Describing the 2011-2012 recruiting economy as dynamic is an understatement. In early 2011, hiring was still all but frozen and the last thing employers were worried about was how to improve recruiting. Pink slips prevailed and HR focused on damage control caused by downsizing. Now, the landscape has shifted and employers find themselves behind the eight ball again, playing in an applicants’ market. These swings in the employment sector have left many hiring programs fragmented, bloated and rife with bad habits. Across the board, inefficiency has crept in, consistency has crept out and compliance has been put at risk. For employers that want to improve recruiting in 2013, it’s time to start a new regimen. It’s time to get lean.
Lean hiring is a process defined by the same core principles as lean manufacturing, the philosophy that revolutionized process management and supply chains decades ago. Yep, the same techniques that made Toyota great in the 80’s can put your recruiting process on the path to world domination. You can read more about lean hiring here or if you’re more of a visual person start by watching the Ron Howard classic Gung Ho. Seriously, by eliminating wasted steps and periods of inactivity, maximizing resources and promoting consistency you’ll hire faster, save time, money and resources and create a stronger “hiring culture”. With lean hiring as a foundation, we’ve put together our top three tips for employers that want to trim the fat and start the new year as a lean hiring machine.
1. Simplify everything.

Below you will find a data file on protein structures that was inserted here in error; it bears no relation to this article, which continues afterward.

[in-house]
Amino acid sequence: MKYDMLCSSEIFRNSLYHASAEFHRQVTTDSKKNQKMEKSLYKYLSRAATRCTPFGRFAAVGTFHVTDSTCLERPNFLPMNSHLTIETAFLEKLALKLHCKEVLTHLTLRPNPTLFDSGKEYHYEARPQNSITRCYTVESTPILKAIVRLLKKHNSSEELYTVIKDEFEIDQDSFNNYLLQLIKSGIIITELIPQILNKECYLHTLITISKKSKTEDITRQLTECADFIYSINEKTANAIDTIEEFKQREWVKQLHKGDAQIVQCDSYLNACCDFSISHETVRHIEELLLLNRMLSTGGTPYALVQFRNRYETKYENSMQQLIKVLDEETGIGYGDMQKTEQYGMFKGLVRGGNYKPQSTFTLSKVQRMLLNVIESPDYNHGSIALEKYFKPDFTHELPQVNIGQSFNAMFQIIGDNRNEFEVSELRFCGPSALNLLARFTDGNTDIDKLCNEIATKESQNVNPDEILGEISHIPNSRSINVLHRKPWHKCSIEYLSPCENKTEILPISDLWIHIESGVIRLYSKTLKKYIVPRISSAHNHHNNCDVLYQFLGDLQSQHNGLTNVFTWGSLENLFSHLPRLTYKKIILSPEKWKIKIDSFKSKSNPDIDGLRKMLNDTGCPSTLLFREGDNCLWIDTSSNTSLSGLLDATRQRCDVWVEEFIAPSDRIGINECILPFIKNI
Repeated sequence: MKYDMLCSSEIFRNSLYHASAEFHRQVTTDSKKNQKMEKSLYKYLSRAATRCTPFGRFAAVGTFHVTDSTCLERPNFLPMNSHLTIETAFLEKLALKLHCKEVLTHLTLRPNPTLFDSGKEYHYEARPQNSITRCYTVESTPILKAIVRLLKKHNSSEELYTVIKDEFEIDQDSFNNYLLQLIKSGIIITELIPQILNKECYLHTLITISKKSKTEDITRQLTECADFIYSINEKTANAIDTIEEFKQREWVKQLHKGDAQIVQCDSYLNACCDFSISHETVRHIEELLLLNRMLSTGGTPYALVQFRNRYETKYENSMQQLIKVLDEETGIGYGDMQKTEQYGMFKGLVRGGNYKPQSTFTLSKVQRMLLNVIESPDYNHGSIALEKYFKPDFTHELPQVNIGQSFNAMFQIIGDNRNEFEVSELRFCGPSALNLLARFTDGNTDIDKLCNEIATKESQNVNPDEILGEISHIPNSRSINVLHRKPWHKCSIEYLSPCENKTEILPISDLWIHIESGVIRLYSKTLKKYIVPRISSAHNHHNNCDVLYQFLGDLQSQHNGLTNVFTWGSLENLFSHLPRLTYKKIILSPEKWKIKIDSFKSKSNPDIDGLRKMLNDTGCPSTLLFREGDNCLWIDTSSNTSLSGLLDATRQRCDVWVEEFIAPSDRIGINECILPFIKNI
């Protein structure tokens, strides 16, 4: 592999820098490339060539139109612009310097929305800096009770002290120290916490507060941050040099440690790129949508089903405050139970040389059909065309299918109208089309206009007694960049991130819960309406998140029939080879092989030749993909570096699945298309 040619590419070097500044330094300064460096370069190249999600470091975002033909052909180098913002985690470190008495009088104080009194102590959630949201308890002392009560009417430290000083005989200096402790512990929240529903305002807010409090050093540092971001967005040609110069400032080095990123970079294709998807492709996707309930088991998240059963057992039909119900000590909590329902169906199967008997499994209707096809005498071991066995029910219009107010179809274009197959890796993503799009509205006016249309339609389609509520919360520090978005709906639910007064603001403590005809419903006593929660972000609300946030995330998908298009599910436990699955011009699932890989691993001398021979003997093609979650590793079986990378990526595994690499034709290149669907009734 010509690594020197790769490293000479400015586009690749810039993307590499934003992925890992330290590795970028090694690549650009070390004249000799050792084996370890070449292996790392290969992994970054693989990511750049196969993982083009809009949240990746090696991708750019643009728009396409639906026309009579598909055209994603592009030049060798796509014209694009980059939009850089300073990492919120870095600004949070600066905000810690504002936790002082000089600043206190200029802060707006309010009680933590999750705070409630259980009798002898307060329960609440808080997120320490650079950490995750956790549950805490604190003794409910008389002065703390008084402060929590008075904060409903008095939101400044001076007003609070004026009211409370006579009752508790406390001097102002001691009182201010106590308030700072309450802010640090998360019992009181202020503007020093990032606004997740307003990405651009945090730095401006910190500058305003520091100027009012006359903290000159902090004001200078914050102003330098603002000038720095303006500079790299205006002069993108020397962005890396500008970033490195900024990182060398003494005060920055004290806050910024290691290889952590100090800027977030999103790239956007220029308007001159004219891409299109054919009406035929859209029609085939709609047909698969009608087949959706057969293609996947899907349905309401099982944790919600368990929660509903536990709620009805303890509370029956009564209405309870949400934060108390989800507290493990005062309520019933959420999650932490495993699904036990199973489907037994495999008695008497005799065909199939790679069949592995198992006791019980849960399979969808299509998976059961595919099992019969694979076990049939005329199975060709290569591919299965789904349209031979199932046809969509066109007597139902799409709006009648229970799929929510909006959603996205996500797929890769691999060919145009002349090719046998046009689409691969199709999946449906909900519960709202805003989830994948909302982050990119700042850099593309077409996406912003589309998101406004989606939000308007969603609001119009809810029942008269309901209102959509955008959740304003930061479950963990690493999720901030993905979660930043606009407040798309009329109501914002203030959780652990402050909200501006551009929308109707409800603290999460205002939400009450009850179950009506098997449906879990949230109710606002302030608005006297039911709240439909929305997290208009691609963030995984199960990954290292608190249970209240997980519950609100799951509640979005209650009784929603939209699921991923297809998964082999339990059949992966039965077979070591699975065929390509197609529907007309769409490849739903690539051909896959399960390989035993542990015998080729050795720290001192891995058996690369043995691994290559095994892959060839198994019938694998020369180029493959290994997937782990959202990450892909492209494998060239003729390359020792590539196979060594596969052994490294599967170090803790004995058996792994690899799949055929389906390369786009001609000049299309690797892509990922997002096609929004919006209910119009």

The easiest way to hire better people faster is to simplify your recruiting process by eliminating wasted steps, paper forms, complicated approval processes and anything else that creates unnecessary friction in your process. Dissect your entire recruiting process starting from the initial job approval to requesting a background check and making an offer. Remove anything that will create inefficiency. Next, standardize the stages of your recruiting process across your company, organize resources that will execute at every stage and make it easy for everyone to access applicant information and recruiting pipeline data online.
Tip: Get rid of all paper forms, excessive consensus building and anything else that creates unnecessary inefficiency. Avoid over customization and the urge to just “lift and shift” your existing processes to a new tool or system.
2. Drive Decisions
For nearly every employer, the hiring process is comprised of discrete, sequential events that are driven by a series of yes and no decisions that act as stage-gates. This makes the hiring process a natural candidate for an efficiency overhaul (a “leaning). By sharing decision making responsibility amongst recruiters, HR and hiring managers in a streamlined, consistent manner you will drive the events that drive hiring and eliminate periods of inactivity (waiting). Waiting kills a hiring process (time kills deals).
Tip: Make it as easy as possible for decision makers (hiring managers) to access information and to make the yes and no decisions that drive hiring. Choose an applicant tracking system that promotes visibility and accountability without requiring massive customization and training. Complexity kills adoption rates.
3. Be Consistent
Build your process, engage decision makers and be consistent. Ultimately, consistency drives more than just efficiency or cost reductions; it’s also critical for promoting compliance and producing measurable analytics (often the number one gripe we hear from HR leaders). Only a lean recruiting process with well-defined stages will efficiently capture all the required compliance outputs, bottlenecks and areas for improvement.
Tip: Standardize recruiting processes across your company and avoid dramatic customizations for specific departments and locations. Once you thoughtfully set your course, stay on it and make minor adjustments along the way. Remember, you’ll only capture data and stay compliant if everyone participates in the process consistently.